I took this photo of Nixon and Simes in Moscow in April 1991, the year Nixon decided to throw his not-inconsiderable influence as a foreign policy authority behind Boris Yeltsin, who had emerged as a rival to western media darling Mikhail Gorbachev and later became the first president of the Russian Federation. Miffed that Nixon was seeing Yeltsin at all, Gorbachev, then general secretary of the Communist Party, delayed confirming his own meeting with Nixon until virtually the last minute.
Gorbachev had good reason to watch his flanks. During Nixon's meeting with KGB head Vladimir Kryuchkov, we were startled when he sneered openly at Gorbachev's celebrated reforms. "We have had as much glasnost and perestroika as we can stomach," he said. A Kryuchkov aide later hinted to Simes that he and other hardliners were planning a coup. Nixon hurried to Washington to warn President George H. W. Bush. He also turned up his opposition to a Bush administration aid and trade package for Russia that might have shored up Gorbachev's position. The move against him came in August. Gorbachev rebuffed it, but it left him even weaker. The communist regime he led died on the last day of 1991.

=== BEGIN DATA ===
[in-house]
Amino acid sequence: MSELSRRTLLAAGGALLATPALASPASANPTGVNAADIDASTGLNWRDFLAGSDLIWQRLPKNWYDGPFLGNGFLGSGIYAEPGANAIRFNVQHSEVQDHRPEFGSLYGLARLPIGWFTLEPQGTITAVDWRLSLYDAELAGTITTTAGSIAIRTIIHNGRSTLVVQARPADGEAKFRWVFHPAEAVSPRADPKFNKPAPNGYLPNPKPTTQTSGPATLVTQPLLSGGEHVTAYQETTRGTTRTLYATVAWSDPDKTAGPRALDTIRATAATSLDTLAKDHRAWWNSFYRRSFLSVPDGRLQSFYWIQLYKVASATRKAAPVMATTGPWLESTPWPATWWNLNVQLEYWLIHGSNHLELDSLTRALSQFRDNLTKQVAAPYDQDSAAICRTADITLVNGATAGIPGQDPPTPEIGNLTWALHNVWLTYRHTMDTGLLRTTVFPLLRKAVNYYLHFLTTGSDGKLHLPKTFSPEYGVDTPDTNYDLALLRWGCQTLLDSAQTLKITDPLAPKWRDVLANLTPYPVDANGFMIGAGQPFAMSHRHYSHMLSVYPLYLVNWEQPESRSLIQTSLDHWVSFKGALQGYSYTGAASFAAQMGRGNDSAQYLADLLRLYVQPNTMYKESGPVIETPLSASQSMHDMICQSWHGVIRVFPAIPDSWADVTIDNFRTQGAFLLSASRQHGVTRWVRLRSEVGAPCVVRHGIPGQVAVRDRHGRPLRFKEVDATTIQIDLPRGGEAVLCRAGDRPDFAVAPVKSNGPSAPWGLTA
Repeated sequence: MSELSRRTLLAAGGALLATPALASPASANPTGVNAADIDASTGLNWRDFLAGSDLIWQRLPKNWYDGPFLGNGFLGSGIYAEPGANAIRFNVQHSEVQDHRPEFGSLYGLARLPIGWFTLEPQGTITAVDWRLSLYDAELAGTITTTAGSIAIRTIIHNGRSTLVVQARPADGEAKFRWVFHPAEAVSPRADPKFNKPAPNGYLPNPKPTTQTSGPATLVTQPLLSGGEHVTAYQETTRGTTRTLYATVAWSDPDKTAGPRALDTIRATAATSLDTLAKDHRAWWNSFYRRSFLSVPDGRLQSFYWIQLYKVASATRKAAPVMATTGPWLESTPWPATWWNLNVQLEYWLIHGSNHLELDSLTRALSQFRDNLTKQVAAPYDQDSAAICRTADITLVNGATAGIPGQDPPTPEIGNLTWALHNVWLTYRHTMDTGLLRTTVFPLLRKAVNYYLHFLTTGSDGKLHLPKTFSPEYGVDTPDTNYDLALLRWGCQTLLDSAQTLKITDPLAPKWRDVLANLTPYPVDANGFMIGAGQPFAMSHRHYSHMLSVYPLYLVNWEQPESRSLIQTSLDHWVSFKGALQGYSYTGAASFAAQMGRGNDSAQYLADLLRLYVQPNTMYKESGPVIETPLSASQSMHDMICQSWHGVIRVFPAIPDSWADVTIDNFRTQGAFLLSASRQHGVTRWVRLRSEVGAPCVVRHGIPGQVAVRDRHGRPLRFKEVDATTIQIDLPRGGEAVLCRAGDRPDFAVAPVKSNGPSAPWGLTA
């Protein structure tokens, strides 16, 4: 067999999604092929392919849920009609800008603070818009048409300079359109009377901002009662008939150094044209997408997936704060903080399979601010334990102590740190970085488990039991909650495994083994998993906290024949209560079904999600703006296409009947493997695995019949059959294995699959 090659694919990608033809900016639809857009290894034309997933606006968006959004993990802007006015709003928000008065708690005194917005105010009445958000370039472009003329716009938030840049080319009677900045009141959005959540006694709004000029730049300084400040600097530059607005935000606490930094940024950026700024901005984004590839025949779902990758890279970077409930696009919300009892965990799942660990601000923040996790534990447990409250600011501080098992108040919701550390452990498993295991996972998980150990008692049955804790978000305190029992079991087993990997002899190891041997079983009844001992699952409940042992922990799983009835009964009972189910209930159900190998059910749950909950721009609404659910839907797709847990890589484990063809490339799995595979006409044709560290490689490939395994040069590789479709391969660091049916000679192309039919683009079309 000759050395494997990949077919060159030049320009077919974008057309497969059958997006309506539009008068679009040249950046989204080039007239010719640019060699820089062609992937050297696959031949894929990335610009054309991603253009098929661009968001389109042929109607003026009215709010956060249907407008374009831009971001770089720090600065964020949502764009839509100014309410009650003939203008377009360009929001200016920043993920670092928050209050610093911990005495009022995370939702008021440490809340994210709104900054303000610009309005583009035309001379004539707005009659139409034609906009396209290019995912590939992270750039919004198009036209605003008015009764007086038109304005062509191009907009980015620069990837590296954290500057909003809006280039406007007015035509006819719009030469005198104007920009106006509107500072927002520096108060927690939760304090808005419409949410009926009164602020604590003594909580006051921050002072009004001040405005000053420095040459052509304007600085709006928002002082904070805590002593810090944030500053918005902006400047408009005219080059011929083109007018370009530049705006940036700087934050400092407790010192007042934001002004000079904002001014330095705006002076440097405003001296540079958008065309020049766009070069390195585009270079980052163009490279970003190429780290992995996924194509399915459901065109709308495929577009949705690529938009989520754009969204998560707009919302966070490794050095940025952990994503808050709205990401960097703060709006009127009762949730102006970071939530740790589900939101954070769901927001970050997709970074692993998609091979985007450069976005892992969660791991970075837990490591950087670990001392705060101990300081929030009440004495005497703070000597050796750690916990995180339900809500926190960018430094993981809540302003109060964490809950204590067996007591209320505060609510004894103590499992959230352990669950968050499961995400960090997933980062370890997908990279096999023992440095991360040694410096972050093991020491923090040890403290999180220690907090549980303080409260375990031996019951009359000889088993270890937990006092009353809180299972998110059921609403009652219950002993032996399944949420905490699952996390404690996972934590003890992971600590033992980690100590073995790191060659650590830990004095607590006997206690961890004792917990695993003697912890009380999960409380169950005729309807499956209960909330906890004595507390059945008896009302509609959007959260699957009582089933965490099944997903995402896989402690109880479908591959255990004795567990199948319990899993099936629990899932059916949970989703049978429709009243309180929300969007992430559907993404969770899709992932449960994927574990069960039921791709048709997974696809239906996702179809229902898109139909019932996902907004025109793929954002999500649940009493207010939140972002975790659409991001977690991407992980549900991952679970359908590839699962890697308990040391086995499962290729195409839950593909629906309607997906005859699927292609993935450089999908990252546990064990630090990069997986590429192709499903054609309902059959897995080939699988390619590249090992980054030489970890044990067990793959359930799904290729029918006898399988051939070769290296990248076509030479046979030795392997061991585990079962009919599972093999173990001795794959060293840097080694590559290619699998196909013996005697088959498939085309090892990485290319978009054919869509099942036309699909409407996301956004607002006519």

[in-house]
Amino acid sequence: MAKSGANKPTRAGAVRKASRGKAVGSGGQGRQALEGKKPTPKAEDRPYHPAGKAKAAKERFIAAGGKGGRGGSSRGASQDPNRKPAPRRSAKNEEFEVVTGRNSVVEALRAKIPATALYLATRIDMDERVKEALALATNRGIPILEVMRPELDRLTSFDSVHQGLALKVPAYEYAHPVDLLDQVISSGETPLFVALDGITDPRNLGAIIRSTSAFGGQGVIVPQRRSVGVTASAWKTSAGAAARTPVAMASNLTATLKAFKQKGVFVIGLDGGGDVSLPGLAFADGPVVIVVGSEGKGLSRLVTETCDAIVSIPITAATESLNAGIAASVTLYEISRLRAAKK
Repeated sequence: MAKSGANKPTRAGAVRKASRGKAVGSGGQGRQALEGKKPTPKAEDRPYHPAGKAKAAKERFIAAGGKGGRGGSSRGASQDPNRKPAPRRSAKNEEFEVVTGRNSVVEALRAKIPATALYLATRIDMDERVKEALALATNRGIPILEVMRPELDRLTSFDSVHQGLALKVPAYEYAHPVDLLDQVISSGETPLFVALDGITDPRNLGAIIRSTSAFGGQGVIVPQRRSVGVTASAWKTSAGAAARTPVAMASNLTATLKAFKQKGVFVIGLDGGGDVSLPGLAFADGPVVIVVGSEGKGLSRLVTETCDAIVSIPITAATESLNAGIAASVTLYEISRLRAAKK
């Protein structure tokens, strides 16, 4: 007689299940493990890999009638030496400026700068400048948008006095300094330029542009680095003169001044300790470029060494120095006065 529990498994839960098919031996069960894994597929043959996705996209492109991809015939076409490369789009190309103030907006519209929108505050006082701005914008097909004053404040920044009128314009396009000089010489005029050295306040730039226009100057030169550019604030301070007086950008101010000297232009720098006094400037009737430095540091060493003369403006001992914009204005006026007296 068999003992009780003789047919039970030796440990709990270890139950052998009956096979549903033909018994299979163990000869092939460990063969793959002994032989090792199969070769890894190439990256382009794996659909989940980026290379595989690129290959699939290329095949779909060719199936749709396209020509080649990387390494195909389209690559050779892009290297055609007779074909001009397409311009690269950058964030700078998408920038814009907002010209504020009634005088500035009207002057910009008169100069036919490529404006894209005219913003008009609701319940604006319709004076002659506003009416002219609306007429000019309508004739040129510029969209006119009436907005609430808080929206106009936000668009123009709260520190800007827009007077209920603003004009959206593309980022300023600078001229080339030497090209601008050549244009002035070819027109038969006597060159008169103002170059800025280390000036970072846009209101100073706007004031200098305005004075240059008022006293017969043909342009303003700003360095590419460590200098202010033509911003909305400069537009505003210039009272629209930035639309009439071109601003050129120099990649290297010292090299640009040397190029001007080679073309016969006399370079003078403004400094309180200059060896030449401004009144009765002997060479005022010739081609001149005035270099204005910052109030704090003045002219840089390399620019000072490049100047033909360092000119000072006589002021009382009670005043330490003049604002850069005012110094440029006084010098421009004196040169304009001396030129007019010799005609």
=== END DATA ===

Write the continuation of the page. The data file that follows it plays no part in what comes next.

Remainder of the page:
It was a triumphant moment for Nixon, who had been inveighing against Soviet communism for his entire public career. Among the leaders he met on his post-1991 trips was Boris Nemtsov, a deputy prime minister under Yeltsin and today a leader in opposition to the regime of president-turned-PM-waxing-president-again Vladimir Putin. Nixon's meetings with Nemtsov and other young reformers had encouraged him to believe that political pluralism might someday take root in the former Leninist paradise.
Alas, the temperamental and undisciplined Yeltsin gave way to the all-too-disciplined Putin. It would've discouraged Nixon to no end to learn about what happened when Nemtsov had the temerity to criticize as "shameful" last month's trumped up verdict against oligarch Mikhail Khodorkovsky:
[Nemtsov] pointed out that the decision to sentence the former oil tycoon to the maximum 14-year term on Dec. 30 “had nothing to do with the rule of law” and predicted it would “have very negative consequences."Off to jail in Moscow for speaking your mind. Sounds familiar. We won the Cold War for this?
Mr Nemtsov did not have to wait long to be proved right. The next day, after speaking in a rally supporting freedom of assembly, he was arrested and sent to jail for the maximum 15-day sentence.